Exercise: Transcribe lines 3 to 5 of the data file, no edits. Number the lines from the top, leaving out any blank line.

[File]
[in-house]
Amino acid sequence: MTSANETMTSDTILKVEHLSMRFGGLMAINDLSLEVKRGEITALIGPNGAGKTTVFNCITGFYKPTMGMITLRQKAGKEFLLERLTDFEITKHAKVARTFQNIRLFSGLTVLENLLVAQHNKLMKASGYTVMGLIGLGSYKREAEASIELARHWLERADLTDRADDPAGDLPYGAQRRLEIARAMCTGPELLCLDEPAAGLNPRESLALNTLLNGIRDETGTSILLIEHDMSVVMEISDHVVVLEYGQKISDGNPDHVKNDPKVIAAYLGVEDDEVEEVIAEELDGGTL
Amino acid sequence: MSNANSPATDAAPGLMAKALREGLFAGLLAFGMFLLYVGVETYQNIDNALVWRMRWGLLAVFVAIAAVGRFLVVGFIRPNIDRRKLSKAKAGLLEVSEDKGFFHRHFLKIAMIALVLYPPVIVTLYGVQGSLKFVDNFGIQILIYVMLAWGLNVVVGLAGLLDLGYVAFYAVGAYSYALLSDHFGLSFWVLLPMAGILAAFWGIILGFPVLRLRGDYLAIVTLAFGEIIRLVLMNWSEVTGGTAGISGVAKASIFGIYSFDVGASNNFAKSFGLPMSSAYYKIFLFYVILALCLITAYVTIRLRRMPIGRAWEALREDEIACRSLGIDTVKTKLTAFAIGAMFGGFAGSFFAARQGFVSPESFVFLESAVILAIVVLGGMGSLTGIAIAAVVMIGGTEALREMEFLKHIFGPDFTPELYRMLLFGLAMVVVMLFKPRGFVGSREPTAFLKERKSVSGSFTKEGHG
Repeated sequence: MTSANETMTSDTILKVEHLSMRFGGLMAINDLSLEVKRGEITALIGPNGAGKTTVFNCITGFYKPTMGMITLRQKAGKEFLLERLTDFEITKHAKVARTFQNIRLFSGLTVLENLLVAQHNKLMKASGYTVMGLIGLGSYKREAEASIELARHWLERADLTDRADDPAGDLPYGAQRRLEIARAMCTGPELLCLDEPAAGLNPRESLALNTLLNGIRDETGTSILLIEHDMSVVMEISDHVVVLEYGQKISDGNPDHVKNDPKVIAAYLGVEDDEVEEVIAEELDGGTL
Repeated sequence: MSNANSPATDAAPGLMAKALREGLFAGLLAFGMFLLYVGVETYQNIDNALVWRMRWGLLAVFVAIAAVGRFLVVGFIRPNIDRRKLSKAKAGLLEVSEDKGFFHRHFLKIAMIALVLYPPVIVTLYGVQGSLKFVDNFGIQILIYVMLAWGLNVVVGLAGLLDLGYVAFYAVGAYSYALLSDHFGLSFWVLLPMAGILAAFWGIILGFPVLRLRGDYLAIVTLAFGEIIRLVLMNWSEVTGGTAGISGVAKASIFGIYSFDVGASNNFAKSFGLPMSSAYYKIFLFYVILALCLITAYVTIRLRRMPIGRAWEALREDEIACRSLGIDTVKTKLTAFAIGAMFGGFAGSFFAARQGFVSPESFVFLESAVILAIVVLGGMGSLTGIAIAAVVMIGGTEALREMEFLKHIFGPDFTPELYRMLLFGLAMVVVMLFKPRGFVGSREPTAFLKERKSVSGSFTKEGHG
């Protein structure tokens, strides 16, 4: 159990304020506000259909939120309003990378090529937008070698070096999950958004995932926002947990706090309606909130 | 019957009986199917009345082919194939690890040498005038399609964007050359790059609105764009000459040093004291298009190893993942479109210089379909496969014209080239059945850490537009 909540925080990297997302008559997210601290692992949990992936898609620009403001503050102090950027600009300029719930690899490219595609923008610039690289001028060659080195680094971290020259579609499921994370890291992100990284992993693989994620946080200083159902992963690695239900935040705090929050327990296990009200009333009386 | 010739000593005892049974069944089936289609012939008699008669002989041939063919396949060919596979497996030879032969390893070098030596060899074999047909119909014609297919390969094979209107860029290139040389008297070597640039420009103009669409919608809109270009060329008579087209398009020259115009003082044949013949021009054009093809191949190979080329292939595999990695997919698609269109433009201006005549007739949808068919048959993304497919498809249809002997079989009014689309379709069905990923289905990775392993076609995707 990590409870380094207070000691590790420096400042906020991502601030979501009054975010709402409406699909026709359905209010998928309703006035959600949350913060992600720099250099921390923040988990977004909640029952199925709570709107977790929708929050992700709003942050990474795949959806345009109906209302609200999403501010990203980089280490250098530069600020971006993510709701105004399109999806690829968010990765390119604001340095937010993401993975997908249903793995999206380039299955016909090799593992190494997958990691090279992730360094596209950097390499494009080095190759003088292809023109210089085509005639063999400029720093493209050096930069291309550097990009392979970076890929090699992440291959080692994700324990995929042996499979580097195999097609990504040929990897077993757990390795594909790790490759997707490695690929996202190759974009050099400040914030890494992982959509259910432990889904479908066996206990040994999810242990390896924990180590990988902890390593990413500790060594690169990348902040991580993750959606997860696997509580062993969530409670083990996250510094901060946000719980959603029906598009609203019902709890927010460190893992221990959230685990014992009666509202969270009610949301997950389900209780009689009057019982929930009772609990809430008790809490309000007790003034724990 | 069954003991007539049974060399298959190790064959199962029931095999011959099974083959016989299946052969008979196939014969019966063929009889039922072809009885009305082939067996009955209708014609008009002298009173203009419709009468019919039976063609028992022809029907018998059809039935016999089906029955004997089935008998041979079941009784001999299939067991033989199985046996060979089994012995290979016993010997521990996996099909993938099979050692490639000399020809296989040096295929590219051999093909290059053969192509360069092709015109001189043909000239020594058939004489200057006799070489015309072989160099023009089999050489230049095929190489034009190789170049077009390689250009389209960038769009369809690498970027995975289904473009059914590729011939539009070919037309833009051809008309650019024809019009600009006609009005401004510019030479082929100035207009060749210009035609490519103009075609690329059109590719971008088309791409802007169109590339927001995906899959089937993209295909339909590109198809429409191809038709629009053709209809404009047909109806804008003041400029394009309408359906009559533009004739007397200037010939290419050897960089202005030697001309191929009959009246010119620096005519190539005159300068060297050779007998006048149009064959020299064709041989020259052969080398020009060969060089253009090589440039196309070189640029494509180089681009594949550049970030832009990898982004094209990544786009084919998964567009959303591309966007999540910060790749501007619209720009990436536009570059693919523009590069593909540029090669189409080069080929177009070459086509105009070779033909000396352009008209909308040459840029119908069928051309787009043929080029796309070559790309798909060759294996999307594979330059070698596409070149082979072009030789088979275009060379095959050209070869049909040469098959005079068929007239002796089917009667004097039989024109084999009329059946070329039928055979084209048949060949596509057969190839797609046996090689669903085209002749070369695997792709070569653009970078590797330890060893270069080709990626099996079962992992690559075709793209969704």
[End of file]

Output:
Amino acid sequence: MSNANSPATDAAPGLMAKALREGLFAGLLAFGMFLLYVGVETYQNIDNALVWRMRWGLLAVFVAIAAVGRFLVVGFIRPNIDRRKLSKAKAGLLEVSEDKGFFHRHFLKIAMIALVLYPPVIVTLYGVQGSLKFVDNFGIQILIYVMLAWGLNVVVGLAGLLDLGYVAFYAVGAYSYALLSDHFGLSFWVLLPMAGILAAFWGIILGFPVLRLRGDYLAIVTLAFGEIIRLVLMNWSEVTGGTAGISGVAKASIFGIYSFDVGASNNFAKSFGLPMSSAYYKIFLFYVILALCLITAYVTIRLRRMPIGRAWEALREDEIACRSLGIDTVKTKLTAFAIGAMFGGFAGSFFAARQGFVSPESFVFLESAVILAIVVLGGMGSLTGIAIAAVVMIGGTEALREMEFLKHIFGPDFTPELYRMLLFGLAMVVVMLFKPRGFVGSREPTAFLKERKSVSGSFTKEGHG
Repeated sequence: MTSANETMTSDTILKVEHLSMRFGGLMAINDLSLEVKRGEITALIGPNGAGKTTVFNCITGFYKPTMGMITLRQKAGKEFLLERLTDFEITKHAKVARTFQNIRLFSGLTVLENLLVAQHNKLMKASGYTVMGLIGLGSYKREAEASIELARHWLERADLTDRADDPAGDLPYGAQRRLEIARAMCTGPELLCLDEPAAGLNPRESLALNTLLNGIRDETGTSILLIEHDMSVVMEISDHVVVLEYGQKISDGNPDHVKNDPKVIAAYLGVEDDEVEEVIAEELDGGTL
Repeated sequence: MSNANSPATDAAPGLMAKALREGLFAGLLAFGMFLLYVGVETYQNIDNALVWRMRWGLLAVFVAIAAVGRFLVVGFIRPNIDRRKLSKAKAGLLEVSEDKGFFHRHFLKIAMIALVLYPPVIVTLYGVQGSLKFVDNFGIQILIYVMLAWGLNVVVGLAGLLDLGYVAFYAVGAYSYALLSDHFGLSFWVLLPMAGILAAFWGIILGFPVLRLRGDYLAIVTLAFGEIIRLVLMNWSEVTGGTAGISGVAKASIFGIYSFDVGASNNFAKSFGLPMSSAYYKIFLFYVILALCLITAYVTIRLRRMPIGRAWEALREDEIACRSLGIDTVKTKLTAFAIGAMFGGFAGSFFAARQGFVSPESFVFLESAVILAIVVLGGMGSLTGIAIAAVVMIGGTEALREMEFLKHIFGPDFTPELYRMLLFGLAMVVVMLFKPRGFVGSREPTAFLKERKSVSGSFTKEGHG